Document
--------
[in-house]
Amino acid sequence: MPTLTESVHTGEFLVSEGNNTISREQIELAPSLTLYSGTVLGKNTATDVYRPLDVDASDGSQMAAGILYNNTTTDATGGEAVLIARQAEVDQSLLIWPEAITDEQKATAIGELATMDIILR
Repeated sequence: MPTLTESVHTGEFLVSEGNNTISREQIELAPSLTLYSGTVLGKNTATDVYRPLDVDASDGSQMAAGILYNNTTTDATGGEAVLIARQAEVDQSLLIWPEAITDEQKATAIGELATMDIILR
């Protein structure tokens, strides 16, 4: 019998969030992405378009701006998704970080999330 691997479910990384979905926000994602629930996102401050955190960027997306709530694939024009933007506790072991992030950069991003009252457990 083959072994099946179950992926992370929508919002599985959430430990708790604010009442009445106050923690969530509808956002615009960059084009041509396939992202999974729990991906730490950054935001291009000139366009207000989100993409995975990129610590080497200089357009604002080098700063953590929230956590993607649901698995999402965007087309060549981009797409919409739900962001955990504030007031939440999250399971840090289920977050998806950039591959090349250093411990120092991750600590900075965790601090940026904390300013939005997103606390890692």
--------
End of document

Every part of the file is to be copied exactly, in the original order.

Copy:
[in-house]
Amino acid sequence: MPTLTESVHTGEFLVSEGNNTISREQIELAPSLTLYSGTVLGKNTATDVYRPLDVDASDGSQMAAGILYNNTTTDATGGEAVLIARQAEVDQSLLIWPEAITDEQKATAIGELATMDIILR
Repeated sequence: MPTLTESVHTGEFLVSEGNNTISREQIELAPSLTLYSGTVLGKNTATDVYRPLDVDASDGSQMAAGILYNNTTTDATGGEAVLIARQAEVDQSLLIWPEAITDEQKATAIGELATMDIILR
């Protein structure tokens, strides 16, 4: 019998969030992405378009701006998704970080999330 691997479910990384979905926000994602629930996102401050955190960027997306709530694939024009933007506790072991992030950069991003009252457990 083959072994099946179950992926992370929508919002599985959430430990708790604010009442009445106050923690969530509808956002615009960059084009041509396939992202999974729990991906730490950054935001291009000139366009207000989100993409995975990129610590080497200089357009604002080098700063953590929230956590993607649901698995999402965007087309060549981009797409919409739900962001955990504030007031939440999250399971840090289920977050998806950039591959090349250093411990120092991750600590900075965790601090940026904390300013939005997103606390890692």